Since Addie’s story appeared on a popular genealogy blog, the readership at my website has gone way up, and in five days, I’ve had more than 7,000 new visitors, which is a lot. The great majority of the comments and emails I’ve received from the new readers were supportive, but some of them were just filled with vitriol and hatred. Really bad stuff.
I’ve now learned that two of the nastiest comments came from two someones who subscribe to the Crab Theory, better known as Schadenfreude. (By the way, you know who you are, and I do too, and we’ll be praying that the light of God’s love will shine into your dark, troubled soul and bring you peace.)
But let’s get back to those beautiful emails!
One of the best (and most well thought out) comments came from Susan Waggoner of New York.
A friend in Lake Mills sent me the link to the Sears site, because she knows I’m a history and architecture buff. I was sad to read that Addie died so young. But even before I learned of all the suspicions surrounding that, I thought it was an odd death because I’d thought of diphtheria as a killer of children and the elderly.
After reading everything else Addie-related here, I looked up diphtheria. For someone of Addie’s age, the mortality rate was only between 5 and 10%! Moreover, diphtheria has a short incubation period, then rapid onset that peaks quickly, so any prolonged “mystery illness” would have been unrelated. I didn’t see any mention in the obits about a diphtheria epidemic going on concurrently, and if there wasn’t, how would she have gotten it, since the Fargos hardly lived in squalid, third world circumstances.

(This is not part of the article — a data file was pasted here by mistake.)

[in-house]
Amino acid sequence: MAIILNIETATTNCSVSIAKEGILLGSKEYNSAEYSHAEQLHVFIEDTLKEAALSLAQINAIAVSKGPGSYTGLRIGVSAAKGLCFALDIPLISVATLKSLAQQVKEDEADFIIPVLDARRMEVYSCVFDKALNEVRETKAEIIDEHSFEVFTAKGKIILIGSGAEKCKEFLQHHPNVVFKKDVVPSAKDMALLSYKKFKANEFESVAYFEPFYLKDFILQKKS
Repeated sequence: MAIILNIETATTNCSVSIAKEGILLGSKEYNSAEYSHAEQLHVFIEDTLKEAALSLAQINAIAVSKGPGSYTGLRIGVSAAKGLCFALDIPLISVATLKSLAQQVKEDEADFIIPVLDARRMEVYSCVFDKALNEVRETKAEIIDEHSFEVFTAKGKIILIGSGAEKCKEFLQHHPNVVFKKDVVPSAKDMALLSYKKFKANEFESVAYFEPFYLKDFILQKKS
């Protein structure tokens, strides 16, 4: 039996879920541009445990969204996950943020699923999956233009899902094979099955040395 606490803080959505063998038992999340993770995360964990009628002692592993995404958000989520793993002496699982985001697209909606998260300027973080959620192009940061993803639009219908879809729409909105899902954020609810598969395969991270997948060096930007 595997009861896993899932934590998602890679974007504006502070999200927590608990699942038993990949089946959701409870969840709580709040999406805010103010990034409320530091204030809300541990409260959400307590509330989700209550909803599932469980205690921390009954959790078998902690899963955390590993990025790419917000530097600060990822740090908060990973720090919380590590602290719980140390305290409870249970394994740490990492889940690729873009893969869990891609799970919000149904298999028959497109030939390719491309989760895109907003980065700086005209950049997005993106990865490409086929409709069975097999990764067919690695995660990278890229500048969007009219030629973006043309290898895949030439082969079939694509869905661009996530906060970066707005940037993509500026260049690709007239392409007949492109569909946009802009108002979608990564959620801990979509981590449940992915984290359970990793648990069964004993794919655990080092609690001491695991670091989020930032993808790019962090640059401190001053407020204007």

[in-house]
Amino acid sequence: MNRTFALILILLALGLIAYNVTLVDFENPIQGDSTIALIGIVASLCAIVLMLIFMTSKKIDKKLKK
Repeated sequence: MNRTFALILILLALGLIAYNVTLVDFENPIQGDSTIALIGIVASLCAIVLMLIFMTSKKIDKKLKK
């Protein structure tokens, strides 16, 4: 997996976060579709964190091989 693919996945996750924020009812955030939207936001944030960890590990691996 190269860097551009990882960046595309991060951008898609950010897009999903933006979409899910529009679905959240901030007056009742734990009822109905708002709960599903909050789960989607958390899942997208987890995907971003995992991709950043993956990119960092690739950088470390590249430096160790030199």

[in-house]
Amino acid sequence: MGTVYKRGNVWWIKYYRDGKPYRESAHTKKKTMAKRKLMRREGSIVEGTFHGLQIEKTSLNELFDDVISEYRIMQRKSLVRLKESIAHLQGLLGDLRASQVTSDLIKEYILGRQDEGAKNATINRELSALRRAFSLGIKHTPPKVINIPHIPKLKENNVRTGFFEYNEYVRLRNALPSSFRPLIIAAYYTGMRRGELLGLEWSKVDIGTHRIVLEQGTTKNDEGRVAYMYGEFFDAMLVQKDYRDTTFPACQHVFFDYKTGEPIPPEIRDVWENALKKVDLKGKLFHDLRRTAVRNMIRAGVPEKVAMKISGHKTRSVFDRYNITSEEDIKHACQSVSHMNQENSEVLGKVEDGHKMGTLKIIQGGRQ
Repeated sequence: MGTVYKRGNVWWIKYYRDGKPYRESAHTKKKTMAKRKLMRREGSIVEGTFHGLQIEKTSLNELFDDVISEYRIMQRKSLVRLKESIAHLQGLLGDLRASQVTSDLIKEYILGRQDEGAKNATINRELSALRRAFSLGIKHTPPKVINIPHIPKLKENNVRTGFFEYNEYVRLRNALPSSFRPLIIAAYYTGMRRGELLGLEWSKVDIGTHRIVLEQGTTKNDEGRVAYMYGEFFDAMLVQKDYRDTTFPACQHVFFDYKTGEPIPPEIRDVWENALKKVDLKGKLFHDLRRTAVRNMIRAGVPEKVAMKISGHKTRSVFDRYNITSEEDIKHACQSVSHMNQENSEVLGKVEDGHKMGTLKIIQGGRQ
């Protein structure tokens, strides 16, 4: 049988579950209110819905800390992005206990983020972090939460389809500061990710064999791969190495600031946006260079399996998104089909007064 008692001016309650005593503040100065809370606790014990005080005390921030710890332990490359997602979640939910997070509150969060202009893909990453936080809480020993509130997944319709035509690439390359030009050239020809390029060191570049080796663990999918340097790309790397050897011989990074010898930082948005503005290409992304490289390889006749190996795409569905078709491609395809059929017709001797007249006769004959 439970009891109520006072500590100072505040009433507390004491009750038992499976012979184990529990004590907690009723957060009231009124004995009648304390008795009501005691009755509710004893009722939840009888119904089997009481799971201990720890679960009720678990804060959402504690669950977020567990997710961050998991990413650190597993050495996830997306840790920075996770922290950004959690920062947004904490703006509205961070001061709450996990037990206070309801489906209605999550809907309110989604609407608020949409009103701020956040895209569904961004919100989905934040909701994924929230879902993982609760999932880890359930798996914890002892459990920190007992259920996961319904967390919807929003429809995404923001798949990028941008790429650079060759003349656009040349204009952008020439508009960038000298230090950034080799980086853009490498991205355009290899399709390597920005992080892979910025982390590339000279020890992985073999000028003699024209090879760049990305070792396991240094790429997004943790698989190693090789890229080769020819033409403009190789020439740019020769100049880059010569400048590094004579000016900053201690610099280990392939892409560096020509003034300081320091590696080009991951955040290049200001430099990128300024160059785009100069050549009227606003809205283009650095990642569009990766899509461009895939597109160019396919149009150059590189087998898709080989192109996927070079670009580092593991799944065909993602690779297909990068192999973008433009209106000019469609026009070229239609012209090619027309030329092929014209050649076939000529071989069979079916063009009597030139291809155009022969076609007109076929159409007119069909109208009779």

I wish I knew more about Martha (“Maddie”). If Addie was 29, Martha would have been 28. A woman 28 and unmarried in that era didn’t have a lot of options, other than office work, and these people seem too upper class for that. She might have been quite jealous of Addie and eager — or desperate — to take her place. Perhaps it was she who gave Addie a not-so-gentle shove into eternity.
If EJ Fargo was already having an affair with Martha, what would his motive be for something as high-risk as killing Addie? There were lots of what were referred to as “odd women” — i.e., spinsters (“odd” as in odds and evens, not peculiar) — in that era, and it was seen as something of a masculine duty to take on a wife’s unmarried sister or close female relative.
Lots of men in the Victorian era (including Freud and Dickens) had their wives’ sisters living with them. No one batted an eye, so the arrangement could have gone on indefinitely on whatever terms it was. If, however, Martha killed Addie, EJ would probably have pressured the doctor to falsify the death certificate in order to avoid scandal and be left with at least one wife.